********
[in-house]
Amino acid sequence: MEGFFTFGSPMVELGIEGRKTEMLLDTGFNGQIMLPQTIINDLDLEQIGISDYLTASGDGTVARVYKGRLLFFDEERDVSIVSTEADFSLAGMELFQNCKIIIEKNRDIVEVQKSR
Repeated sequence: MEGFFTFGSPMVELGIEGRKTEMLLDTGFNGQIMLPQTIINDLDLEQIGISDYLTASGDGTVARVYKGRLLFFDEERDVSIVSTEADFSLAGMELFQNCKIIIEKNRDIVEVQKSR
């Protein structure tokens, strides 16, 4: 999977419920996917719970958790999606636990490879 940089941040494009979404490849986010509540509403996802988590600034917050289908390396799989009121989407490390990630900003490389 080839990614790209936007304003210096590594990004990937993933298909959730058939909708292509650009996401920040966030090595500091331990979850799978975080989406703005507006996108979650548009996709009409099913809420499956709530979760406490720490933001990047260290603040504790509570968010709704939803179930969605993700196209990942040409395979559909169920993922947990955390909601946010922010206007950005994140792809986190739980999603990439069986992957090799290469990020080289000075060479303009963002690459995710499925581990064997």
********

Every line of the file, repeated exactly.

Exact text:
[in-house]
Amino acid sequence: MEGFFTFGSPMVELGIEGRKTEMLLDTGFNGQIMLPQTIINDLDLEQIGISDYLTASGDGTVARVYKGRLLFFDEERDVSIVSTEADFSLAGMELFQNCKIIIEKNRDIVEVQKSR
Repeated sequence: MEGFFTFGSPMVELGIEGRKTEMLLDTGFNGQIMLPQTIINDLDLEQIGISDYLTASGDGTVARVYKGRLLFFDEERDVSIVSTEADFSLAGMELFQNCKIIIEKNRDIVEVQKSR
């Protein structure tokens, strides 16, 4: 999977419920996917719970958790999606636990490879 940089941040494009979404490849986010509540509403996802988590600034917050289908390396799989009121989407490390990630900003490389 080839990614790209936007304003210096590594990004990937993933298909959730058939909708292509650009996401920040966030090595500091331990979850799978975080989406703005507006996108979650548009996709009409099913809420499956709530979760406490720490933001990047260290603040504790509570968010709704939803179930969605993700196209990942040409395979559909169920993922947990955390909601946010922010206007950005994140792809986190739980999603990439069986992957090799290469990020080289000075060479303009963002690459995710499925581990064997």